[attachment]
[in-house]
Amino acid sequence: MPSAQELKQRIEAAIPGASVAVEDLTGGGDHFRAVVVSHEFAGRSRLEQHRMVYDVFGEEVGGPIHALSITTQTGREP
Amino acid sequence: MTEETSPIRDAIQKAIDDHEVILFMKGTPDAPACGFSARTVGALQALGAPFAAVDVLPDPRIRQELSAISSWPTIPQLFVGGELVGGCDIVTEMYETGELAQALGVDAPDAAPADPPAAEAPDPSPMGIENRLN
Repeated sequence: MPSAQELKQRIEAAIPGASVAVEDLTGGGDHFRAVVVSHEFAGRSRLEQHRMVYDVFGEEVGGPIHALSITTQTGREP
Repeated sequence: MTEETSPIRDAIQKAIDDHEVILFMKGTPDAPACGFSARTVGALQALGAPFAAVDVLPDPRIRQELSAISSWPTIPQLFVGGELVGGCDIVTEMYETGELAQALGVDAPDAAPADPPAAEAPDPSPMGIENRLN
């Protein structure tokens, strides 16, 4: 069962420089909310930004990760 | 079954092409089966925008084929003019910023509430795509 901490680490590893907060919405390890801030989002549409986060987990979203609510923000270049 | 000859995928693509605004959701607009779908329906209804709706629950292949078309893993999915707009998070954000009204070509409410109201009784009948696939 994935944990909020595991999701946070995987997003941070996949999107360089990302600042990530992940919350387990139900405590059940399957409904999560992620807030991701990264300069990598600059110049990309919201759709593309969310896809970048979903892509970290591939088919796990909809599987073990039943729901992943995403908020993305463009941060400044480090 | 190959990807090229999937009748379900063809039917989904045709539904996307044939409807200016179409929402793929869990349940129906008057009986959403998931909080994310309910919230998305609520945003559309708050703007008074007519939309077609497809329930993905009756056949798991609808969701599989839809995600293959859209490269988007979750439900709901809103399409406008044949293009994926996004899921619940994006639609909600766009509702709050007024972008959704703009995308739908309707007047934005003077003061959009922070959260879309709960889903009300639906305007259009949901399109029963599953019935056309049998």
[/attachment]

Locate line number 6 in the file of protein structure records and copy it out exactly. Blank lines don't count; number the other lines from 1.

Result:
């Protein structure tokens, strides 16, 4: 069962420089909310930004990760 | 079954092409089966925008084929003019910023509430795509 901490680490590893907060919405390890801030989002549409986060987990979203609510923000270049 | 000859995928693509605004959701607009779908329906209804709706629950292949078309893993999915707009998070954000009204070509409410109201009784009948696939 994935944990909020595991999701946070995987997003941070996949999107360089990302600042990530992940919350387990139900405590059940399957409904999560992620807030991701990264300069990598600059110049990309919201759709593309969310896809970048979903892509970290591939088919796990909809599987073990039943729901992943995403908020993305463009941060400044480090 | 190959990807090229999937009748379900063809039917989904045709539904996307044939409807200016179409929402793929869990349940129906008057009986959403998931909080994310309910919230998305609520945003559309708050703007008074007519939309077609497809329930993905009756056949798991609808969701599989839809995600293959859209490269988007979750439900709901809103399409406008044949293009994926996004899921619940994006639609909600766009509702709050007024972008959704703009995308739908309707007047934005003077003061959009922070959260879309709960889903009300639906305007259009949901399109029963599953019935056309049998």